Linked Questions

60
votes
6answers
9k views

How does light combine to make new colours?

In computer science, we reference colours using the RGB system and TVs have pixels which consist of groups of red, green and blue lines which turn on and off to create colours. But how does this work?...
27
votes
5answers
7k views

Why do we perceive a mixture of blue and yellow paint as green? [duplicate]

If I were to mix yellow paint (which reflects yellow light) and blue paint (which reflects blue light), I would get a mixture of paints that I would perceive as green. Is that because the mixture is ...
-1
votes
1answer
231 views

Colors sensitivity by human eye and light wavelength [duplicate]

I do not understand why human eye sees different colours from the LED TV/screen. Especially violet. For example, how we get yellow color on TV. There are 3 small diodes Red, Green Blue in LED screen ...
74
votes
5answers
7k views

Why can we distinguish different pitches in a chord but not different hues of light?

In music, when two or more pitches are played together at the same time, they form a chord. If each pitch has a corresponding wave frequency (a pure, or fundamental, tone), the pitches played together ...
30
votes
3answers
4k views

Why does light of high frequency appear violet?

When people are asked to match monchromatic violet light with an additive mix of basic colours, they (paradoxically) mix in red. In fact, the CIE 1931 color space chromaticity diagram shows this ...
4
votes
2answers
5k views

Why does an yellow object absorb blue instead of all colors other than yellow?

I've always thought that an object appears to be of certain color X because it absorbs all other colors and reflects only X. But my current textbook(and some quick googling) tells me this is not the ...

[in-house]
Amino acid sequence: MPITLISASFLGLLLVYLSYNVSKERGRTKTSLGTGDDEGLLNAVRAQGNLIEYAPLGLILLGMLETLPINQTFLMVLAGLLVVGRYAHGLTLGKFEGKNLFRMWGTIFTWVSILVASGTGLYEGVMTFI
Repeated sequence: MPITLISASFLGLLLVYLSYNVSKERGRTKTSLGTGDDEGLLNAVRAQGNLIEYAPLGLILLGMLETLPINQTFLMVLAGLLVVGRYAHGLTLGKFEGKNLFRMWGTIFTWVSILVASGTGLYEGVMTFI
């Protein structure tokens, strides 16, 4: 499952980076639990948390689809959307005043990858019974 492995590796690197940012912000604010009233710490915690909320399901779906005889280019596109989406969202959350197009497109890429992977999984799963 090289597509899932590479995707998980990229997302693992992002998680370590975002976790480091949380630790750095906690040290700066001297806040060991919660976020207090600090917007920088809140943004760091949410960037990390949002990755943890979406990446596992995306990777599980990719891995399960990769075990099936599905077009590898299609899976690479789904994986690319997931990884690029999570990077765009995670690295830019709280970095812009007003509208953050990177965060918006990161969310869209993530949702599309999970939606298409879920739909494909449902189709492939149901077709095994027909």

2
votes
0answers
2k views

Is there such a thing as purple light? [duplicate]

This is a question as much about color perception as the physics of light. Since I have normal vision, without color blindness, I will draw on my experiences in formulating my question. I will add ...
3
votes
1answer
1k views

Red color has largest wavelenght and violet minimum (in the range of visible light). then why does violet light appears reddish? RED + BLUE = VIOLET [duplicate]

My question is simple. Green light is more similar to red light than violet, then why is violet reddish and green not? in the language of frequencies and wavelengths, red and violet should contrast ...
3
votes
1answer
630 views

Distinguishing monochromatic light from light of a mixture of wavelengths, both of same colour [duplicate]

Red, green, and blue are the primary colors of light—they can be combined in different proportions to make all other colors. For example, red light and green light added together are seen as yellow ...
3
votes
1answer
217 views

Mechanism for visible light frequency mixing in storm clouds

So I know that when red and blue light (or the frequencies/wavelengths we percieve as such) hit our eyes with the correct proportions, our eyes and brains interpret that as the color purple. In ...
1
vote
1answer
65 views

Can visible light be composed of invisible electromagnetic frequencies?

I know that when we see red light (via electromagnetic frequencies in the red range) and blue light (via electromagnetic frequencies in the blue range) at the same time, we perceive it as magenta ...